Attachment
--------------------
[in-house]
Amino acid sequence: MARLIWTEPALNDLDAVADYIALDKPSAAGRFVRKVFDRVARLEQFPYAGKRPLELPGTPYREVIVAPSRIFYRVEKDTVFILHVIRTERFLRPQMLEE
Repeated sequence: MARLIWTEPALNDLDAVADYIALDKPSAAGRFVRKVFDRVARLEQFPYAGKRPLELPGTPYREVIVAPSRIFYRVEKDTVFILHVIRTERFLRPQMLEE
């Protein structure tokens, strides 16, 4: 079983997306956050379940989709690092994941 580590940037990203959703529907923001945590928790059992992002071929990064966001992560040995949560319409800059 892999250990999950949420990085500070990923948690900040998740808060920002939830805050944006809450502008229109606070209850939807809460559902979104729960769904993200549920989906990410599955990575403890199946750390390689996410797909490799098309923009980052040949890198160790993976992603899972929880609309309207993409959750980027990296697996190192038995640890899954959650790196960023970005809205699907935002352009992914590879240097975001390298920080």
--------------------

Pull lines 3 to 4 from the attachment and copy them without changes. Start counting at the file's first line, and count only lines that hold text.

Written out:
Repeated sequence: MARLIWTEPALNDLDAVADYIALDKPSAAGRFVRKVFDRVARLEQFPYAGKRPLELPGTPYREVIVAPSRIFYRVEKDTVFILHVIRTERFLRPQMLEE
């Protein structure tokens, strides 16, 4: 079983997306956050379940989709690092994941 580590940037990203959703529907923001945590928790059992992002071929990064966001992560040995949560319409800059 892999250990999950949420990085500070990923948690900040998740808060920002939830805050944006809450502008229109606070209850939807809460559902979104729960769904993200549920989906990410599955990575403890199946750390390689996410797909490799098309923009980052040949890198160790993976992603899972929880609309309207993409959750980027990296697996190192038995640890899954959650790196960023970005809205699907935002352009992914590879240097975001390298920080």